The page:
Scientists Claim Taking a Nap Can Prevent Diseases, Improve Your Memory, Speed Up Weight Loss, and Even More
A quick nap in some cultures is considered to be a sign of laziness, while in other cultures, like in Japan, it is viewed as a sign of dedication to work. Whatever your beliefs, we have all experienced that taking a power nap is refreshing and boosts our mental agility, and even science recommends doing it.
To help you decide how much time you must spend napping and what the associated benefits are, Bright Side presents to you a quick guide to napping.
10-20 minutes: For a quick boost of alertness
According to experts, a power nap of 10-20 minutes gives you the best bang for your buck. It is ideal for boosting alertness and increasing energy levels. The short duration of a power nap is designed to prevent nappers from entering deep sleep. This enables hitting the ground running, after just waking up.
But as we all know, coming out of sleep after getting the sweet taste of it is difficult, so it’s recommended to perform it sitting slightly upright. Also, taking it after lunch, at around 3 or 4 PM, will help to stave off cravings for junk food and reduce the stress hormones that cause the body to hold on to weight, thereby aiding weight loss.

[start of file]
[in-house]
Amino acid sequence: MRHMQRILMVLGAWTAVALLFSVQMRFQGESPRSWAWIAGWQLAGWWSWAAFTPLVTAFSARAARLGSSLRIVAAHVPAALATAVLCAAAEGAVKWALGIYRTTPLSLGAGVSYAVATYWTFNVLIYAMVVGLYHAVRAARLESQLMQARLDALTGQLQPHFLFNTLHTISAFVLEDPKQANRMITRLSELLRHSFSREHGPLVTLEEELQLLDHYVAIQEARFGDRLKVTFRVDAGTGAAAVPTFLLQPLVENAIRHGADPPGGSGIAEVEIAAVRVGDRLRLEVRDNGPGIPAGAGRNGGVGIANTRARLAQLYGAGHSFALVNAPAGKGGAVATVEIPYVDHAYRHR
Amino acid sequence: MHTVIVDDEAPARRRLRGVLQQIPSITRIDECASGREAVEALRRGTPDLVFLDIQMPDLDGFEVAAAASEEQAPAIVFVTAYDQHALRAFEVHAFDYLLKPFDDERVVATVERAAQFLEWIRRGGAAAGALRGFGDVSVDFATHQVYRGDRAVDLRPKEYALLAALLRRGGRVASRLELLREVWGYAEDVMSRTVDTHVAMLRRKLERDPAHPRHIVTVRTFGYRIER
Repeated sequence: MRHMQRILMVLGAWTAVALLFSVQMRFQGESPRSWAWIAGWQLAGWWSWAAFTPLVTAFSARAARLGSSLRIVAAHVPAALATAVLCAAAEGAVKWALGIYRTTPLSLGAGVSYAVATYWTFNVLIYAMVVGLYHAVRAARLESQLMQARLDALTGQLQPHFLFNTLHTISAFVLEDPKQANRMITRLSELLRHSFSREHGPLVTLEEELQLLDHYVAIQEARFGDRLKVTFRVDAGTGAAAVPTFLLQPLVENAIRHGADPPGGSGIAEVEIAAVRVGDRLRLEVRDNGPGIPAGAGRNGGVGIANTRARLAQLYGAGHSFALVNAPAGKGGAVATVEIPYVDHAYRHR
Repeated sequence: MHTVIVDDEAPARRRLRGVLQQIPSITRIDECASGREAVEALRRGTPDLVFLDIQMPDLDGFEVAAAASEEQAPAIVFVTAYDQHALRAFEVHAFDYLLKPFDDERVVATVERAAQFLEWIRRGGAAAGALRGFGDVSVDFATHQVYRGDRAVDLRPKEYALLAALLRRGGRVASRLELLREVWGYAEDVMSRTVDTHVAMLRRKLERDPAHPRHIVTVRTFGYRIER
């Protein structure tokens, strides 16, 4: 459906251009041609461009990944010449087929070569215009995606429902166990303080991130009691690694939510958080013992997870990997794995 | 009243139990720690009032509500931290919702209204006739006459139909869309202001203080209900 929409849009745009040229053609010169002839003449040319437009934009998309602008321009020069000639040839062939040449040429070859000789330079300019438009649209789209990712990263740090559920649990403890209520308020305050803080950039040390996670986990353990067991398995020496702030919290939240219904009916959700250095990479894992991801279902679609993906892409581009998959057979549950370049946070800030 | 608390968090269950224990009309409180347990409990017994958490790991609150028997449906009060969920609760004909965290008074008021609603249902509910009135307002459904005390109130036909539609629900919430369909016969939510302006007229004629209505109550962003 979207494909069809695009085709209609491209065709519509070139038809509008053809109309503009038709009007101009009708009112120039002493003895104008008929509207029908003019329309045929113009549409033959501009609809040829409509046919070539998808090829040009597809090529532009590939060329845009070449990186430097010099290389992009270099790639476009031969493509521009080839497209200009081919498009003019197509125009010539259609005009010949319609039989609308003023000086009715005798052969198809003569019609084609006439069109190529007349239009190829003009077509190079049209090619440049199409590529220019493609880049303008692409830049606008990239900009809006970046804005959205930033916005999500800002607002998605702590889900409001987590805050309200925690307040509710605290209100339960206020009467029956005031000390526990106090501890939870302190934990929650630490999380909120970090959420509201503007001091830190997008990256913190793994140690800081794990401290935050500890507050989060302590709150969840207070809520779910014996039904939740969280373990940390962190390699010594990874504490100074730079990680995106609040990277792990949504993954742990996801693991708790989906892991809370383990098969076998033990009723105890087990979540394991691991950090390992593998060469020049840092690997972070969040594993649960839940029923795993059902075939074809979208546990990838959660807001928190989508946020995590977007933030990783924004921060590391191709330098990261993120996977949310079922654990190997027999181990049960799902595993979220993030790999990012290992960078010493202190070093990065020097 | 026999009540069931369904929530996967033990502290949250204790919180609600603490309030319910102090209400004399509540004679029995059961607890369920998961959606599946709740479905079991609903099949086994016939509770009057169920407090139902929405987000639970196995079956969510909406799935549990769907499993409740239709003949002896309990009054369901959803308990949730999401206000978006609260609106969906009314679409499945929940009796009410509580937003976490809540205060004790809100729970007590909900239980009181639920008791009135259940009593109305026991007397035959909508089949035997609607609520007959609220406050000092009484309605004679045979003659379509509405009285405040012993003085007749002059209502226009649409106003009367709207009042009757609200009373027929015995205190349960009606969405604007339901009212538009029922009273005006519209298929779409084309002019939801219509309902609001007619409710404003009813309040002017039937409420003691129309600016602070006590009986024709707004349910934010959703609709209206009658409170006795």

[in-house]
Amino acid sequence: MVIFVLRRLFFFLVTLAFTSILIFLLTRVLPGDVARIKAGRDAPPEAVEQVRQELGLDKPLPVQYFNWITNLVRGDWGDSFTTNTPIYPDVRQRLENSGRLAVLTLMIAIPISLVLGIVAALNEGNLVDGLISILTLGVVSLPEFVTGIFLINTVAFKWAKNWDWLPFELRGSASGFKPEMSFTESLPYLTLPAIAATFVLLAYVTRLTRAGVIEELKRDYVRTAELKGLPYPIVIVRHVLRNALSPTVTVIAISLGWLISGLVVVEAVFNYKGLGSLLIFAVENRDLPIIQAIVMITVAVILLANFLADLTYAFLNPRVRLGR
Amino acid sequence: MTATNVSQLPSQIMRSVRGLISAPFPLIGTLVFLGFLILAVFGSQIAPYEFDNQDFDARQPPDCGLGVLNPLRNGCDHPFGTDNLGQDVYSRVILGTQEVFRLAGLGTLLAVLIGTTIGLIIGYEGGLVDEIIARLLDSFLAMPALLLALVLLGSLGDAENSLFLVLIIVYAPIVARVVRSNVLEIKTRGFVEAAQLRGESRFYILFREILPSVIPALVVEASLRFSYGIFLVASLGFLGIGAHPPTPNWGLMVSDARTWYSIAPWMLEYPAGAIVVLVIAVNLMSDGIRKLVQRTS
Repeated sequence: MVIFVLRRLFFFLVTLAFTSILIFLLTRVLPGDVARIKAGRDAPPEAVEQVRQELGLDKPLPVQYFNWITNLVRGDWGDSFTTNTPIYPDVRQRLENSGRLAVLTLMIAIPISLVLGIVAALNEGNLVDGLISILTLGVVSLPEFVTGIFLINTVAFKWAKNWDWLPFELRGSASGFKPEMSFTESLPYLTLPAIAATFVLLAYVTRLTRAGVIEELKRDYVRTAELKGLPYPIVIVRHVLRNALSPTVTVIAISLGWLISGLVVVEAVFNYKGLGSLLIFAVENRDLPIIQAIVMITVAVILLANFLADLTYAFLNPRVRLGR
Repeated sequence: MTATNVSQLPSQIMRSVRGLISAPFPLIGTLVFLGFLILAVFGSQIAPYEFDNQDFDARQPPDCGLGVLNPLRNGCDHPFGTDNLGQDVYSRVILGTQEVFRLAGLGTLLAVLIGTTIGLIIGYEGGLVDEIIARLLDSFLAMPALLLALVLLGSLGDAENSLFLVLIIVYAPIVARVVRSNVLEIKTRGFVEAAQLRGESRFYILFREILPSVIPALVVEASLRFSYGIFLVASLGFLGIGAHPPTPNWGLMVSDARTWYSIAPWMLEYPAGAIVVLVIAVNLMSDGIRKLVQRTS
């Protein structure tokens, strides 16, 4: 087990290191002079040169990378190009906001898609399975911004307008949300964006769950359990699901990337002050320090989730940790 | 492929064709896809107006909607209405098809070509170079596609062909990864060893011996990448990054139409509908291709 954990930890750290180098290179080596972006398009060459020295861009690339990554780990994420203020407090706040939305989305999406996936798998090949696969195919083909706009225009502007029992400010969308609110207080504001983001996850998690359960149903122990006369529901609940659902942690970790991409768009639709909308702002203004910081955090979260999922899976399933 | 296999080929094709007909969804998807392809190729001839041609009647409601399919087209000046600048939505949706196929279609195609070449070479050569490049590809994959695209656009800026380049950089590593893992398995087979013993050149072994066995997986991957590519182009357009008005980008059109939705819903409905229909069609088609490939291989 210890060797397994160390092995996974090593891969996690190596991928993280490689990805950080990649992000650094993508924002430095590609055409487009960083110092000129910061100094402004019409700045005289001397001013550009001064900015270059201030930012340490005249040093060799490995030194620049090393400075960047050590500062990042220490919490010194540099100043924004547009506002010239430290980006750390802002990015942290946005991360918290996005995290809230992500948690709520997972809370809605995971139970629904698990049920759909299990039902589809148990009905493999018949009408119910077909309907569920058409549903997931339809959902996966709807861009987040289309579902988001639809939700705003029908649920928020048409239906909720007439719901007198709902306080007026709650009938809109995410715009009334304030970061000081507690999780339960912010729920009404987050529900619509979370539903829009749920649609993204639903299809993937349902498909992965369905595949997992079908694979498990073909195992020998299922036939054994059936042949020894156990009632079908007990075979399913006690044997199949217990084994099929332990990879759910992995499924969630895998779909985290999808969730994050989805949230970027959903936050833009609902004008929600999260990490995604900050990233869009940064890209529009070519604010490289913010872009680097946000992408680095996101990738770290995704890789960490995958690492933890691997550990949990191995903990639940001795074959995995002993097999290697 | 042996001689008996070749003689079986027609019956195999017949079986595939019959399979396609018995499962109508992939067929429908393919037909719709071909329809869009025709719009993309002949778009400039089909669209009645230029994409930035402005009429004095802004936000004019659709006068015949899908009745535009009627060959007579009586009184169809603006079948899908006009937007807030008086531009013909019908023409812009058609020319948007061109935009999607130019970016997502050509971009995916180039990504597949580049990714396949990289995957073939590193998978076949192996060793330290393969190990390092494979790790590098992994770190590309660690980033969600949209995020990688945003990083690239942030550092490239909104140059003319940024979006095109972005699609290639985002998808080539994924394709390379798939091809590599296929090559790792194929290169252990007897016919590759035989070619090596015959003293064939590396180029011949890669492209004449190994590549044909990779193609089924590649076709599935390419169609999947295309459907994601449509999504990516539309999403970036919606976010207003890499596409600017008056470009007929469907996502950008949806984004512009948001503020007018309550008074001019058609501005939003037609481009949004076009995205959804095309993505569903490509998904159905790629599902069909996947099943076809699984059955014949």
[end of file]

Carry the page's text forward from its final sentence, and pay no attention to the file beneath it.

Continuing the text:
30 minutes: To say goodbye to fatigue
While taking a 30 minute nap might make it even more difficult to come out of it, the benefits that it presents are worthy of the pain. This short nap has been shown to improve memory functioning, reduce stress, increase focus, lower the risk of diabetes, and prevent dementia. Experts say that you will be doing more good for yourself by indulging in a 30 minute nap at mid-day, since the body and brain, after being awake for 7-8 hours, need to be rejuvenated.
60 minutes: For cognitive memory processing
If your work involves a lot of mental activity, this might be the perfect nap duration for you. With one hour of sleep, you also get some deep sleep, which helps unclog the brain and increases its cognitive ability, as well as, its ability to remember facts and figures. It also helps fight frustration. On the flip-side, however, entering deep sleep will mean that you will wake up feeling a little groggy and have to spend some time freshening up.
90 minutes: Full sleep cycle
This is a full sleep which includes both the light and deep stages of sleep. You may also experience REM (rapid eye movement), a stage linked to dreaming. According to sleep researcher Dr. Sara Mednick, a 90 minute nap is beneficial for both physical and mental health. It improves memory and enhances creativity. And the best part is that it’s easier to wake up from this nap without feeling groggy.
Benefits of napping
So, which nap is best for you? Do you often take “nap breaks” during the day? Let us know what you think in the comments below!